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How bad is this voltage reading?

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Ken B.

Feb 22, 2006
I am building a junky old school PC for video surveillance. Just one or two USB cameras, that is all the PC will have attached to it besides the mainboard/CPU (1.8Ghz single core Turion)/RAM and a video card. I will be using Linux Mint as OS.

Checking out the power supply, it is a "Skyhawk" brand, about 200 watts or so. It looks OK, although it is a bit lightweight. I did the paper clip thing to allow the PSU to power on without being hooked up to the PC. I then tested with my Digital multimeter both 4pin molex peripheral connectors and the main 20pin ATX connector, they all read about 10.75-10.80V on the 12V line. The 5V line is more in spec, at 5.05V, so I'm not concerned about that one.

Is that 12V line reading really bad (too low)? Or is it reading that low because I did the paper clip thingy instead of hooking the PSU up to the PC?
So this reading isn't just because the PSU isn't hooked up (no load) to anything, right? Even if it were, it would probably still read the same?
So this reading isn't just because the PSU isn't hooked up (no load) to anything, right? Even if it were, it would probably still read the same?


Power supply is a boat anchor now. Imagine what you might find with a load put on it!
trash the power supply and get yourself a 300 watt SPI power supply.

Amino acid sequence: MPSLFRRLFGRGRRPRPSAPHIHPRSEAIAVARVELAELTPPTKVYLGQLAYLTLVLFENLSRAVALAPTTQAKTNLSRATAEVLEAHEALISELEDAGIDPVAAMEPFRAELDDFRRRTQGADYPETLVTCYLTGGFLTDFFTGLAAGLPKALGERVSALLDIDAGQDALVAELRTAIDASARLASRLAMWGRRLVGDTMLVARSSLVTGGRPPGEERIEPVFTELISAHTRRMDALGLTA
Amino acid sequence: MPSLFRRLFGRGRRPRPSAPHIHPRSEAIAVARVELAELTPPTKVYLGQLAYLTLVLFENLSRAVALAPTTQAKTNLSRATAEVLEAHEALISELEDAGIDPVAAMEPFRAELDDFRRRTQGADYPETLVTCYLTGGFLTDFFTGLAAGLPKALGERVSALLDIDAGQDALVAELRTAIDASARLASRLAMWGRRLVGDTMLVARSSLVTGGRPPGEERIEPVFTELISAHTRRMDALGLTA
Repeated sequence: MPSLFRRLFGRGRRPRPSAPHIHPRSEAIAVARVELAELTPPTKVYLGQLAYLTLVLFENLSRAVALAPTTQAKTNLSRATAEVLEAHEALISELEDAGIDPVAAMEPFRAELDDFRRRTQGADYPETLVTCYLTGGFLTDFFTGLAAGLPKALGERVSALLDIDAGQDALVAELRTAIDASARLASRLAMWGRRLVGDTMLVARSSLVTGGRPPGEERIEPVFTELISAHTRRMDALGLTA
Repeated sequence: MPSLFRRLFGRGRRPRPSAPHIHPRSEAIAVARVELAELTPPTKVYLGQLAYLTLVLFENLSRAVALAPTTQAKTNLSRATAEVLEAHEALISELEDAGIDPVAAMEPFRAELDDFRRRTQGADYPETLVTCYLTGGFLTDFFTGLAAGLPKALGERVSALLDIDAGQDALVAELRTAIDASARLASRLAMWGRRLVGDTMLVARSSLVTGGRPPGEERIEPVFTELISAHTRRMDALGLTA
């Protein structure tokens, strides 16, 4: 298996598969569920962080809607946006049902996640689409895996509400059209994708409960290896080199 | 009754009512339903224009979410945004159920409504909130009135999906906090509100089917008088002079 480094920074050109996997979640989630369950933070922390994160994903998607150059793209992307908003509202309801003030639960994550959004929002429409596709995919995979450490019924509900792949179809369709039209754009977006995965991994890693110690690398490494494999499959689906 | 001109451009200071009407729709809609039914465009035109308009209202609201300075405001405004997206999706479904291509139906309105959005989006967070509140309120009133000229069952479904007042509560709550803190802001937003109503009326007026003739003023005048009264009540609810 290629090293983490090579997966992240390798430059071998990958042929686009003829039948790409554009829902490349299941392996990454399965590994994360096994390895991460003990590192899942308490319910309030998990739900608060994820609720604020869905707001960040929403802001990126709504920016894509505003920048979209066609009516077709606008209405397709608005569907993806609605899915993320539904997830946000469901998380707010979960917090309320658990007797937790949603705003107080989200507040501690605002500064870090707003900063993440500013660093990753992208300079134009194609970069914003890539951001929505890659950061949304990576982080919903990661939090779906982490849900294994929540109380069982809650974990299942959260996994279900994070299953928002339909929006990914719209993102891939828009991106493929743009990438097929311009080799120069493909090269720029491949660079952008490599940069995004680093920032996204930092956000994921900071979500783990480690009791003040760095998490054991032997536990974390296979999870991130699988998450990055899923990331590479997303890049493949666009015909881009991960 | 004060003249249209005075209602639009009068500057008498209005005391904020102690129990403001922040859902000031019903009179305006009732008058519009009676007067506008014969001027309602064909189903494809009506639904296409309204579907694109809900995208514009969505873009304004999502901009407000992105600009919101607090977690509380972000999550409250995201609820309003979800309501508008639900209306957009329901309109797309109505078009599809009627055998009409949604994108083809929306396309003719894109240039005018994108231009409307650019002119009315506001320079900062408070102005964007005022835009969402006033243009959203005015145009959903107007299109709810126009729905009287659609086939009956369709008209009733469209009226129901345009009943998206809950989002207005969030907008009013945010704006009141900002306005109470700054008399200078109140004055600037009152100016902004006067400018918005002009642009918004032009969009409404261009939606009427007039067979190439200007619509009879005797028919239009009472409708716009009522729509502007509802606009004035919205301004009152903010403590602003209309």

does anyone think im wrong for suggesting him this supply? becuase i have had two that have been working great for years already.
Many older design PSUs won't put out the right voltages without loads of well over 1 amp per rail, and I have a vintage 1999 Delta that needs at least 2-3 amps on its +5V rail or else the +12V rail would be too low, like +10.62V, to let a hard disk spin. So test with a realistic load, like a motherboard.
It's definitely worth plugging a bunch of old HDDs or something into it to get a load, if it's old and group regulated it may, as LMC said, cope poorly with no load.

Many more modern designs still don't appreciate it (DC-DC bits are fine, others less so), but they usually have voltages that are close but bad ripple.

The above said, if it's looking for a solid 5V load (with that old of a PSU, you almost certainly are) you're pretty much stuck with a motherboard if you don't feel like soldering. There aren't many things other than an old motherboard that load 5V heavily.

I'd peer through the fan grill with a flashlight and check the caps if you can, or pop the top off (do not touch anything shiny inside. Ideally don't touch anything inside. Touching the wrong thing can kill you rather abruptly) and look at the tops of the caps. If they're flat, put the lid back on and hook it up to the motherboard and see what happens.
If they're bulging/leaking/dead, find another one.
That voltage is way too low. Junk that thing and get yourself a good unit.

ATX specification for 12 Volt rail is 11.4-12.6V. Most good power supplies are somewhere around 11.8-12.2V.

I had one that only put out 11.45V. It would run a system like that, but I didn't feel good about using it after I found out the voltage output was so low. I stopped using it and bought myself a good power supply (Corsair HX620 is the good one I bought, which was decent at the time).